|Wimbledon||1R||A||1R||A||A||1R||A||A||A||A||A||A||A||A||1R||0 / 4|
|US Open||2R||1R||A||4R||1R||SF||4R||4R||4R||3R||3R||1R||A||A||A||0 / 11|
NH = tournament not held.
A = did not participate in the tournament.
Solomon was a member of United States Davis Cup Teams in 1972, 1973, 1974, and 1978 and has a record of 9 wins vs. 4 losses in this competition. The US team won the Davis Cup final in 1972 (3-2 against Romania) and 1978 (4-1 against Great Britain) although Solomon did not play in either final.
Style of play
Known as "the Human Backboard", because he played like one, Solomon was notorious for frustrating his opponents with his lobs and relentless, methodical returns. He employed a slow, methodical, gritty, determined style marked by tireless effort, and a powerful two-fisted right-handed backhand.
"When you played Harold", observed fellow pro Erik Van Dillen, "you'd better bring your lunch and dinner – you might be out there all day." Solomon defended himself this way: "I guess it's not so exciting to see eight million balls hit back and forth, but I wonder, is it any more exciting to see Boris Becker and Ivan Lendl each hitting 40 aces?"
Solomon was President of the Association of Tennis Professionals (ATP) from 1980 to 1983. After 1983 he served on the ATP Board of Directors.
Halls of Fame
Solomon was inducted into the USTA Mid Atlantic Section Hall of Fame in 1994. and the International Jewish Sports Hall of Fame in 2004. and the Intercollegiate Tennis Association (ITA) Hall of Fame (player) in 2013.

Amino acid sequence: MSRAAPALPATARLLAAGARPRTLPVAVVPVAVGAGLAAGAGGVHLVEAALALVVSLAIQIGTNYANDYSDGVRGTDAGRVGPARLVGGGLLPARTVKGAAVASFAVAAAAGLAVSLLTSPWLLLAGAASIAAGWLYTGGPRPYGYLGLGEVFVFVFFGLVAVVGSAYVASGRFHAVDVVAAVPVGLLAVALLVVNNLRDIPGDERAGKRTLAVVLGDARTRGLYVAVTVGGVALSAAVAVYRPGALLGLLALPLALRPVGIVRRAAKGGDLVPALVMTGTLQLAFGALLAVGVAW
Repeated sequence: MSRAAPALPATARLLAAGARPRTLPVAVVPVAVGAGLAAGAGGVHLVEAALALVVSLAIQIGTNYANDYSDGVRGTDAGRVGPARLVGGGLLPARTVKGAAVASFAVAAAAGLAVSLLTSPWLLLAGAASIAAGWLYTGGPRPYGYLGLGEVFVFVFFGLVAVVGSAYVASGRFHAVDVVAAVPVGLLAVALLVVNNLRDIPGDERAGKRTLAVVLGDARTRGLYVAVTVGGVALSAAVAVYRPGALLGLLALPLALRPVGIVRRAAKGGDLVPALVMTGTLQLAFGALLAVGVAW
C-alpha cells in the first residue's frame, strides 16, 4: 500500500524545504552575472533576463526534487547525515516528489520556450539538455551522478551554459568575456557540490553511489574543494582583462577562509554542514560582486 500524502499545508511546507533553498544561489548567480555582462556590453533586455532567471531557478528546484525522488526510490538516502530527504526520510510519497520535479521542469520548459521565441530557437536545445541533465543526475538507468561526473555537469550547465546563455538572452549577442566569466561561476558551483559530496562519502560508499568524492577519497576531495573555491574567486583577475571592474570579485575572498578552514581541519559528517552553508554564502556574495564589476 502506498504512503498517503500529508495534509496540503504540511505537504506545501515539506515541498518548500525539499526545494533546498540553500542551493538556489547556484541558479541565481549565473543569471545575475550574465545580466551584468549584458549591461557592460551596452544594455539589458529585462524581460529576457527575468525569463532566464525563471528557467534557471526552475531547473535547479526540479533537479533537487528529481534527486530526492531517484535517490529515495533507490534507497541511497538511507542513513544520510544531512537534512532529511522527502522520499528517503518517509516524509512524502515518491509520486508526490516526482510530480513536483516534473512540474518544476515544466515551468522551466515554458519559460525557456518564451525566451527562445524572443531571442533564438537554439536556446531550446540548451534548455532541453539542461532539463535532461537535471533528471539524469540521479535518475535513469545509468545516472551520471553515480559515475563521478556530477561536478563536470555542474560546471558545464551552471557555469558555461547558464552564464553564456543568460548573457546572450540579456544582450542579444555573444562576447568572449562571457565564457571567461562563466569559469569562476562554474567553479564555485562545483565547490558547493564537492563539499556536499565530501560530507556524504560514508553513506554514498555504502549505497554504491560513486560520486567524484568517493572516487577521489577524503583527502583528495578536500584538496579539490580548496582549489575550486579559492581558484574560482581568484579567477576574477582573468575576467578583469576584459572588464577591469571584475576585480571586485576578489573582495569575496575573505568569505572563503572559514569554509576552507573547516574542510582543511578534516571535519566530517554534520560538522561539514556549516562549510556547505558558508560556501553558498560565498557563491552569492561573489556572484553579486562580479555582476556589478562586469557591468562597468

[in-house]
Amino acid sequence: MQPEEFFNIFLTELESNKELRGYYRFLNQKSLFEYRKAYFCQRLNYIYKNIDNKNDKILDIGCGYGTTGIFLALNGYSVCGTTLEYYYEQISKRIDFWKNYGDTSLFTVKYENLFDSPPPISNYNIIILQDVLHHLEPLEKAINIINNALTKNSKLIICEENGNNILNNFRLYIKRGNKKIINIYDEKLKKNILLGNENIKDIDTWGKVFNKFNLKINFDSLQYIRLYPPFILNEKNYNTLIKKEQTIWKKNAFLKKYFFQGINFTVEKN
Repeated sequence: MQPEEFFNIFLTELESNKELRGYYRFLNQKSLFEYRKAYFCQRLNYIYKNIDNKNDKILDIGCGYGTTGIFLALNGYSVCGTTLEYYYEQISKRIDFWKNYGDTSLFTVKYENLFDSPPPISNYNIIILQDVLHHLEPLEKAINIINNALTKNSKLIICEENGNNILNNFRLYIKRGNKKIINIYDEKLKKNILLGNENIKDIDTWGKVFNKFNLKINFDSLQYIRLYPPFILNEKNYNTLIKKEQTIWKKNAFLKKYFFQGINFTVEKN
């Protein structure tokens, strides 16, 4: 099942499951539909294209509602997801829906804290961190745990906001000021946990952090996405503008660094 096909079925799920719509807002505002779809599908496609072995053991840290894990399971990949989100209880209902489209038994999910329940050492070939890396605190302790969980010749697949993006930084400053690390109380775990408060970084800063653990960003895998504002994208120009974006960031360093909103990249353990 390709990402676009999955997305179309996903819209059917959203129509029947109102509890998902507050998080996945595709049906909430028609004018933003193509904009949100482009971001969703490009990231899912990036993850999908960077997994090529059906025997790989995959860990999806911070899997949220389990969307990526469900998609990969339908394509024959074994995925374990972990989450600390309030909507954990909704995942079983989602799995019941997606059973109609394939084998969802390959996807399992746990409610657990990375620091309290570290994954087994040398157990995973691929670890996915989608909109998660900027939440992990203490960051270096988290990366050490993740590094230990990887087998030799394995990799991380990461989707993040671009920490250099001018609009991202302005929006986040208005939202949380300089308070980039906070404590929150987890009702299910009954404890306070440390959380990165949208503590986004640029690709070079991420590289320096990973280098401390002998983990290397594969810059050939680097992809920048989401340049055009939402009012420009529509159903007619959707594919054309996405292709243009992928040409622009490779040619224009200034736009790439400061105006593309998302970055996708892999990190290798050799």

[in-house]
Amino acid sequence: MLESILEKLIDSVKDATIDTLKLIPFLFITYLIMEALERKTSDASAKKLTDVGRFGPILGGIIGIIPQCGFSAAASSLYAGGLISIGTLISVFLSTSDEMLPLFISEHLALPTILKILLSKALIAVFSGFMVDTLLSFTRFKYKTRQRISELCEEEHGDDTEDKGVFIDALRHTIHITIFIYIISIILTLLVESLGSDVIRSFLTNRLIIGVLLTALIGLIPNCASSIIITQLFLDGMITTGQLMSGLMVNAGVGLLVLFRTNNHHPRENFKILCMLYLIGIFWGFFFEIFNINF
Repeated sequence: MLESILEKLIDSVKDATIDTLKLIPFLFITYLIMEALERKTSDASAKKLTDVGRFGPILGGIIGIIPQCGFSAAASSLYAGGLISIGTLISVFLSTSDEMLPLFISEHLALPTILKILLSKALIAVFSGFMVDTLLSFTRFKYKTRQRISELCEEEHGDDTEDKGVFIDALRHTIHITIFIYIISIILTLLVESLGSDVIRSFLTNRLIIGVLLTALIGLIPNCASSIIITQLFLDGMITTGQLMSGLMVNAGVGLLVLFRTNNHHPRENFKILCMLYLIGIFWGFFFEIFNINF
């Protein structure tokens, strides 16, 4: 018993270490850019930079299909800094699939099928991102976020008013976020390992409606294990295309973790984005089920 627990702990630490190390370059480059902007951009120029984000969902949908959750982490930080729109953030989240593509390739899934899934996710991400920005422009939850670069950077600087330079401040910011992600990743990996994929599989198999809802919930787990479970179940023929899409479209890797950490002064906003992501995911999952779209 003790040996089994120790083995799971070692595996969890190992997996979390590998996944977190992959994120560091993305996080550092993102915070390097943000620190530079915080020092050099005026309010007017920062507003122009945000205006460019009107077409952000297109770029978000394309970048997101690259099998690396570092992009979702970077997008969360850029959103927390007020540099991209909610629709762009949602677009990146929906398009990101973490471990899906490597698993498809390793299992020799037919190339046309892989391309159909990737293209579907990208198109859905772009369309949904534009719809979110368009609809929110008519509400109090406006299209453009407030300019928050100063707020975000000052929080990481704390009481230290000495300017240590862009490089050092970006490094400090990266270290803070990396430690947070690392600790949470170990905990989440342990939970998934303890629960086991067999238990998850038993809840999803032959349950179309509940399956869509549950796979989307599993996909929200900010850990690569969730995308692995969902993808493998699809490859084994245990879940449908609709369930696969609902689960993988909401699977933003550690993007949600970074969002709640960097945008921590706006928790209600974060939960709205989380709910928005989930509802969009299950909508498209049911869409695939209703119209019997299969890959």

Solomon began coaching in the early 1990s. He is largely identified with women's pro Mary Joe Fernandez, whom he tutored for five years.
He also helped Jennifer Capriati return to top form in the late 1990s. He was initially contacted by Jennifer's father, but said he would not coach her until Jennifer called him herself. After she did, he helped lead her to two titles in 1999 and to the semifinals in the Australian Open. In 2000, however, Solomon and Capriati parted ways after he was frustrated by her lack of focus. She would then go on to win 3 Grand Slams and obtain the Number One ranking.
He also aided and refined the careers of Jim Courier, Justin Gimelstob, Monica Seles, Mirjana Lučić, Anna Kournikova, and Daniela Hantuchová. Solomon has also coached players in the finals of Grand Slam Events, and to Gold and Silver medals at the Olympic Games.
- After retiring from the ATP tour in 1986, Solomon worked as the Vice President of Human Resources in the family-owned business, Diversified Services.
- He was also Chairman of the Board of End World Hunger, a not-for-profit organization that taught residents of low-income housing projects in the U.S. how to grow food and become self-sufficient.